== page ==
Modern rock quartet Fuel, probably the most volatile export to come from Central Pennsylvania since the invention of strip mining, fired up a sold-out crowd of K-Rock kids at Irving Plaza in NYC on March 27, 1999 with a piston pounding set of arena ready alterna-anthems that was almost everything a great show should be. Almost. Despite locomotive loud volume, lockstep tight rhythms and near combustible energy levels, Fuel's show failed to satisfy in the same way that an Arch Deluxe leaves you wishing you'd gotten the Quarter Pounder with Cheese. For Fuel, a band that's been called "Rock'n'Roll for Grown-ups," the comparison is all too telling.
It's hard to pin down exactly where the Fuel-some foursome, on tour to support their CD Sunburn (550 Music, a development subsidiary of Sony), start to run out of gas. The Harrisburg-based band kicks out a fully professional set of jams, brings enough lights to fire up a monster truck rally and even dabbles in dynamic excursions of volume and tone that can pack as many as six songs in one. In the image department, their look was sharp, "Like a well dressed D-Generation" was how the ever fashion conscious Jet Set Jenna described the group's threatening threads and freshly spiked, bleached and shaved hair hopping.
Singer Brett Scallions, in particular, had a potent presence that kept all eyes on him throughout the set. Trouble is poor Brett didn't have much to say lyrically. An album with a song called "Untitled," still needs some work. In concert, Scallion's harsh vocal style, think Kurt Cobain with a sore throat, made it doubly difficult to decipher exactly what he and the boys are so upset about. Maybe they're simply frustrated over not having anything new to say.
Sunburn is a follow up to Fuel's respectably successful self-produced 1996 debut disc Porcelain of which the band managed to unload some 10,000 copies throughout their Boston to Washington, DC touring territory. On disc, Scallion's vocals are much clearer, a carton of kudos to producer Steven Haigler for refining Brett's vocals and the group's over driven omni-depressant sound into something resembling songs. Fuel expend near nuclear quantities of energy to blend muscle-bound rhythms, excessively effected guitars and passionately lugubrious lyrics. Many tunes are directed to a girl known simply as "she" who must have done quite a tap dance of death on the hearts of these God-forsaken country boys. Such wrist-slitting posturing wouldn't be so tragic if there were at least one chorus catchy enough to shout along to or remember for more than 30 seconds after the sun goes down on Sunburn.
Ample opportunity is given to Fuel's sole songwriter, guitarist and occasional vocalist Carl Bell to shine out during quiet moments and solo sections of the Sunburn CD and in the band's live show. But Bell's riffs just don't rock, no matter how much flange, delay, distortion, echo and extra kitchen-sink parts he heaps upon them. When the spotlight hits him, Carl's metallic touch turns to lead and it becomes obtusely obvious Fuel needs an octane booster in the form of a real lead guitar player a la Slash, Dimebag Darrell or Kirk Hammet who could interpret the group's amped up angst into something emotionally and musically compelling.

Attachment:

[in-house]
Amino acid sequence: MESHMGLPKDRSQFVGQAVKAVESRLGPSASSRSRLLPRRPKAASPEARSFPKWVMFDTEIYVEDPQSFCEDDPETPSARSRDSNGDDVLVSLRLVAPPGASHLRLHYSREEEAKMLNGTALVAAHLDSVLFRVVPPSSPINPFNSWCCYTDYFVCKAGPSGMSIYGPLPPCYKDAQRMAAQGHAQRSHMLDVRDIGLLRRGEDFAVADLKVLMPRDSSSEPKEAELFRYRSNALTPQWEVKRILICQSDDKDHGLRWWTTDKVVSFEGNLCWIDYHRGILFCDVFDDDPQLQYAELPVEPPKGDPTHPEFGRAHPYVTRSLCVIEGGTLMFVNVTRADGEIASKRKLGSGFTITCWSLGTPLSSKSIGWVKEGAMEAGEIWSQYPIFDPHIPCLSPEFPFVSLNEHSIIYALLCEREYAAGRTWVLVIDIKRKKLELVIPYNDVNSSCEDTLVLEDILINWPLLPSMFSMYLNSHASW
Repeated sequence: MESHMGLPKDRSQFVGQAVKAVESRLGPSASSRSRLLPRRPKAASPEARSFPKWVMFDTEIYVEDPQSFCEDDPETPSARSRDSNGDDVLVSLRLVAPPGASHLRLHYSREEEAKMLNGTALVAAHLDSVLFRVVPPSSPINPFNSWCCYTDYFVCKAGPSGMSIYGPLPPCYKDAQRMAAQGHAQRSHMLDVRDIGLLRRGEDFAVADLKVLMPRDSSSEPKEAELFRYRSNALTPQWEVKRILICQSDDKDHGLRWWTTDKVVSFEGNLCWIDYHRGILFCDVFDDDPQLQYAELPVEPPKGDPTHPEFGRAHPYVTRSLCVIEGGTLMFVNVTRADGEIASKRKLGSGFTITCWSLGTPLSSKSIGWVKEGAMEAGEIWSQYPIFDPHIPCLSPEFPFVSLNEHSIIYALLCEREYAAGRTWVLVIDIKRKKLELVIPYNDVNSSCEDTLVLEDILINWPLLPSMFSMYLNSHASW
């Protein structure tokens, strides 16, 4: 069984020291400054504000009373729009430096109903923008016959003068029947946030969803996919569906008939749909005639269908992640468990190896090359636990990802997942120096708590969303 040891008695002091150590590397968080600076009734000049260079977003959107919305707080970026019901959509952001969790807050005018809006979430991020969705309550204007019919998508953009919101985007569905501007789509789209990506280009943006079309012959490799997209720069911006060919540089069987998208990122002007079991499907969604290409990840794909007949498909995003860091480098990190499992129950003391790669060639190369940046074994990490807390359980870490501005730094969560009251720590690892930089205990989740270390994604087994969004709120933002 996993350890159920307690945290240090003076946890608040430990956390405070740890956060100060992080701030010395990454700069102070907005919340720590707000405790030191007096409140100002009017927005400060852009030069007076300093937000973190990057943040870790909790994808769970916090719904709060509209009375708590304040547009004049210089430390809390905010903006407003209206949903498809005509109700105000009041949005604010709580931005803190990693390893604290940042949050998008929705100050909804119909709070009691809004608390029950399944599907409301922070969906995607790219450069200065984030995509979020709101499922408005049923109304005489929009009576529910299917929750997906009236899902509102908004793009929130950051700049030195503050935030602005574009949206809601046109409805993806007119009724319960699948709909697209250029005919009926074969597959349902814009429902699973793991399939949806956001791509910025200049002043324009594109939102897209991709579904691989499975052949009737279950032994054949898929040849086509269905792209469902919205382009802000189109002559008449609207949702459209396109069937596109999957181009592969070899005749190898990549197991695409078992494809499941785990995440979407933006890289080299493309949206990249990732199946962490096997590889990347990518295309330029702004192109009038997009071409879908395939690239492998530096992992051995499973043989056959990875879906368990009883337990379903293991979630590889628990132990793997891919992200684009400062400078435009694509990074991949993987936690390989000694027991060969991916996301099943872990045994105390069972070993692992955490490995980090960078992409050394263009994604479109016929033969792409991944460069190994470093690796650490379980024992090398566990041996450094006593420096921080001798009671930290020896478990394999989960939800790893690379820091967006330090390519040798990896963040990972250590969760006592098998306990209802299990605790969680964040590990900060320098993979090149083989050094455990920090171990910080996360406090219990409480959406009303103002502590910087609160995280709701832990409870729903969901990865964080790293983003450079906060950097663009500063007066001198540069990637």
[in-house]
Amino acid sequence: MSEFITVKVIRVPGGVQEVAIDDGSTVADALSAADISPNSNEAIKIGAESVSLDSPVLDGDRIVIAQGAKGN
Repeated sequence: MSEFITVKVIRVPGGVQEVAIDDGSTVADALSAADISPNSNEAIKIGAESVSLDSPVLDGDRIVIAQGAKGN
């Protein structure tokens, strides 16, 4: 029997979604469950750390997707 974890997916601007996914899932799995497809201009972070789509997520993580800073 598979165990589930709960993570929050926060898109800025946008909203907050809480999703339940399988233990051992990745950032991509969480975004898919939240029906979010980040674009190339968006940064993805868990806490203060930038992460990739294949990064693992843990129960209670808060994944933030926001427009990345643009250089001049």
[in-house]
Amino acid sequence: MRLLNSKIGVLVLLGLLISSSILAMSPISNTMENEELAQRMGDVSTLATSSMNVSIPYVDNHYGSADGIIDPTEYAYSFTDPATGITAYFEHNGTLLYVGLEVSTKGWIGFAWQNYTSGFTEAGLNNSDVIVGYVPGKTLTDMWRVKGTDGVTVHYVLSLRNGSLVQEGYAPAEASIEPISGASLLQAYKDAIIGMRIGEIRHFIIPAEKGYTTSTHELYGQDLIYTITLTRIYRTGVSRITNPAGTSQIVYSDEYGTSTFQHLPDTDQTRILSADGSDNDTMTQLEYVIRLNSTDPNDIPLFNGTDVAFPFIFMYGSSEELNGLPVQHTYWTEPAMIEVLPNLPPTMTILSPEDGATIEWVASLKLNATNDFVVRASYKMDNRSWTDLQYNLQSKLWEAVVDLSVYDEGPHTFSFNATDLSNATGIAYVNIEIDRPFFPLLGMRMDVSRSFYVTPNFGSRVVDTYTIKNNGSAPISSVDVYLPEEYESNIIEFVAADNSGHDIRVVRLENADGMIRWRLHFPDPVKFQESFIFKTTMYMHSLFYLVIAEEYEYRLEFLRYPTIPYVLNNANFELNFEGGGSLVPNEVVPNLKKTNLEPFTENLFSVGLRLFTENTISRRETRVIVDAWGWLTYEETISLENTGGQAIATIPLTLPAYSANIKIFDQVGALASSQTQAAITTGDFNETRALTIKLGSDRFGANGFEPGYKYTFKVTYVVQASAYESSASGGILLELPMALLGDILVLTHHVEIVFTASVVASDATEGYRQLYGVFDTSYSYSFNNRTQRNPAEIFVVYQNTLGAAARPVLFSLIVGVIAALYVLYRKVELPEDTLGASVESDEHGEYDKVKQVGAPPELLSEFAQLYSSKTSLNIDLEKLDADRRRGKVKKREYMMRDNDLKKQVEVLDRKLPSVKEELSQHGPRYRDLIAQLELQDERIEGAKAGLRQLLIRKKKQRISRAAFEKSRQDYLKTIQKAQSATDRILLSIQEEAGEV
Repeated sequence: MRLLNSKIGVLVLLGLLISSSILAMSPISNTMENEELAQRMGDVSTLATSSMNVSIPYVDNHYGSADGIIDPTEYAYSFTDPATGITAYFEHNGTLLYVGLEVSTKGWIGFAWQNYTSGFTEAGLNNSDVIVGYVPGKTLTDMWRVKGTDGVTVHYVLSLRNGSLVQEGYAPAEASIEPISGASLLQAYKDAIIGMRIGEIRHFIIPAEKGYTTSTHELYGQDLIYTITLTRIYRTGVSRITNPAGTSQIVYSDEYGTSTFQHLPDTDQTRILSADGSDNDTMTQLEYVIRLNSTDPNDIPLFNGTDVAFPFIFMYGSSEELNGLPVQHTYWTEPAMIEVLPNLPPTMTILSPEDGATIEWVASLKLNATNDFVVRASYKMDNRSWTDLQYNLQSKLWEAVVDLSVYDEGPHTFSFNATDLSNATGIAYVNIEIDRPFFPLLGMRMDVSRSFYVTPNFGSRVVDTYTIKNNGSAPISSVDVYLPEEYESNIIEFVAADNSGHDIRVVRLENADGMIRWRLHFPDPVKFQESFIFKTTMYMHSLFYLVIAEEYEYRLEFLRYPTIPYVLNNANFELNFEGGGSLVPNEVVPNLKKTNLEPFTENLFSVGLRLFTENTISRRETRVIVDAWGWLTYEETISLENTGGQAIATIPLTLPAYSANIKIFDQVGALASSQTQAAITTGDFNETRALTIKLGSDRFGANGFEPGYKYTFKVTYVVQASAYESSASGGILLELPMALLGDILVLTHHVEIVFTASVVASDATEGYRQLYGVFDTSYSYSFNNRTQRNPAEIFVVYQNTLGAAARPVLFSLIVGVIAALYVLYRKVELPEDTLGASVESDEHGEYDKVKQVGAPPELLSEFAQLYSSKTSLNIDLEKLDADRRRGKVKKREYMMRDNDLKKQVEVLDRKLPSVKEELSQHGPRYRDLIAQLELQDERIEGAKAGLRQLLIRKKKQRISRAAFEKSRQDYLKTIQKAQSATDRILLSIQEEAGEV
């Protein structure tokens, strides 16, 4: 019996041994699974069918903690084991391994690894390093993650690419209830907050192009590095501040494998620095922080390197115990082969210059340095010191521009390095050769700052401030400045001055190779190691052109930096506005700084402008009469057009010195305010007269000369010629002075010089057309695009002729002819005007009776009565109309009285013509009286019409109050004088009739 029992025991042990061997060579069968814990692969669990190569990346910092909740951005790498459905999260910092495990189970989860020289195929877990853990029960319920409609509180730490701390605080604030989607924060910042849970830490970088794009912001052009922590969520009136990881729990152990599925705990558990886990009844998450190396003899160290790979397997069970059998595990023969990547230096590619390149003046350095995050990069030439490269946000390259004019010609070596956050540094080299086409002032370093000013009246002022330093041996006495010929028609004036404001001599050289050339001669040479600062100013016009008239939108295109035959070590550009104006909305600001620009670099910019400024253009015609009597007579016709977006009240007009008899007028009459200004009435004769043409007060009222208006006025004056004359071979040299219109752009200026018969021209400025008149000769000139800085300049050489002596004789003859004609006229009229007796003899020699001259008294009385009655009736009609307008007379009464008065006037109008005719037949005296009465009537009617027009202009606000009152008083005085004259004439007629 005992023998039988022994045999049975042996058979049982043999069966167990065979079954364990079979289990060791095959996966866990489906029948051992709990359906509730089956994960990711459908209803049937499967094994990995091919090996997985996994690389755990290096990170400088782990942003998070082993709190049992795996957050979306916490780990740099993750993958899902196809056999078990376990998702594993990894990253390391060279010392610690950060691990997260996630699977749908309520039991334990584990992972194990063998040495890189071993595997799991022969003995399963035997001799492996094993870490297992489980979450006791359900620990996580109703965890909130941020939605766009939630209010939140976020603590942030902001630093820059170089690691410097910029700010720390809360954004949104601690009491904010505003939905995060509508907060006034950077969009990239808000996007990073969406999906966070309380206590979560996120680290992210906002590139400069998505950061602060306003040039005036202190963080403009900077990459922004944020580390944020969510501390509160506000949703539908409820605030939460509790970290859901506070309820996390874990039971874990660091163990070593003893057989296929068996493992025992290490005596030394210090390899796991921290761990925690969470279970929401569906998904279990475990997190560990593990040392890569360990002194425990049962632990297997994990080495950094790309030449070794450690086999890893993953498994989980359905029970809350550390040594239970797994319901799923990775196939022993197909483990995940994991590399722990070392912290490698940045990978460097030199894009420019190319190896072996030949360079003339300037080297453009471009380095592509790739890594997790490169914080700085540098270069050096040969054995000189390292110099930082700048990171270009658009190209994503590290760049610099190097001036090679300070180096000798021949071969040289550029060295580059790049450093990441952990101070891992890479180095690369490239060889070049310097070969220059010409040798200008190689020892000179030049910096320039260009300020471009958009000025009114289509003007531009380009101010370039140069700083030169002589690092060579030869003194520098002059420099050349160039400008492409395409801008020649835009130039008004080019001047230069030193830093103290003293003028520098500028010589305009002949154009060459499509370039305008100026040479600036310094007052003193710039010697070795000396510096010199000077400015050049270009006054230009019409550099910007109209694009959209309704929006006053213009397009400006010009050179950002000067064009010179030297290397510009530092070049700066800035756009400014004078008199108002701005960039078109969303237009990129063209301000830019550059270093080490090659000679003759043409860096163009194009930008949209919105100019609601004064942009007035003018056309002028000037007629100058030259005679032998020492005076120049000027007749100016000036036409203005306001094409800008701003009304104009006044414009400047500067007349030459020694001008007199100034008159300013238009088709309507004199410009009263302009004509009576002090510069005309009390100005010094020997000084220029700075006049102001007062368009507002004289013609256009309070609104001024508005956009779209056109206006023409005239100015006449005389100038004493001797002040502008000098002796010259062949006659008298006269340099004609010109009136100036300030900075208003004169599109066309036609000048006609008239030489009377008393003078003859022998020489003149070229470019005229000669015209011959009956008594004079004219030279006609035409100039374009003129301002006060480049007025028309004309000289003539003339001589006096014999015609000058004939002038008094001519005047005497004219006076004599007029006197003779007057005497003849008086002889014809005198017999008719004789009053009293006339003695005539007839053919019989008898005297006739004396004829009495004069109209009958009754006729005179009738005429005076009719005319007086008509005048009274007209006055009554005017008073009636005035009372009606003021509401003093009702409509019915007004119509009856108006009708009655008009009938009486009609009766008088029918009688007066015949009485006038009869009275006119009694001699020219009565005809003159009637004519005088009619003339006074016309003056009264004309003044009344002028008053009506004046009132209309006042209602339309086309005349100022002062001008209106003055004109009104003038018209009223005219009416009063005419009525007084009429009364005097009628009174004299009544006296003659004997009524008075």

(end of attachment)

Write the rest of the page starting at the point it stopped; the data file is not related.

To Fuel's credit, they did fire off at least one round with true armor-piercing power. "Jesus or a Gun," a disturbing declaration of ordinary madness and life's exhausting expectations, is Sunburns deepest cut. Bell's words and music come together with brutal beauty as he details the feelings of more and more people who feel drawn to their higher power of choice, be it supreme being or superior firepower. With sufficient airplay and a buzz-bin video "Jesus or a Gun" could easily become the theme song of postal workers and disgruntled employees everywhere.
Despite its attempts at balls-out bluster, Sunburn drones along leaving the listener with lingering feelings of despair and hopelessness. This is not really my idea of a swell time. Bell has described his songwriting process as being like therapy as he illustrates his life and what he sees going on around him. That said, maybe he needs a new shrink, should get the hell out of Harrisburg, or try growing some hair on his cue-ball smooth skull. Maybe it's hard to be happy when you look like you're about to go in for a lobotomy. If anything he should look to his most obvious influence, Kurt Cobain, the archetypical symbol of the tortured soul with nowhere to go but the bank to cash his royalty checks. All Kurt's pain got him was a shotgun blast to the brain. Suicide makes great press, but it's a stunt you can only pull once. Beware Carl, the "Bells" may indeed be tolling for thee.
Not all, however, is gloomy in Fuel's forecast. They packed Irving Plaza and everyone seemed to be having a great time. Solo slackers meanwhile tried to get wristband wearing adults to buy beer for them (not that I would ever participate in such irresponsiblity, unless of course the little bastards had enough money for me to get one too). In general a "party while the parents are away" atmosphere hung in the air like the first hit off a brand new bong. Personally, the glittering memory of the evening's proceedings came during Fuel's encore, when an unnamed longhaired singer came from backstage and the band took a scorching trip down AC/DC's "Highway to Hell." For the first time all night, every syllable of every great rock'n'roll lyric came through as clear as a shot of Absolute. The band at last busted out a truly rocking rhythm and the crowd's righteous response shook the room down to its landmark foundation. Now that's my kind of fuel.
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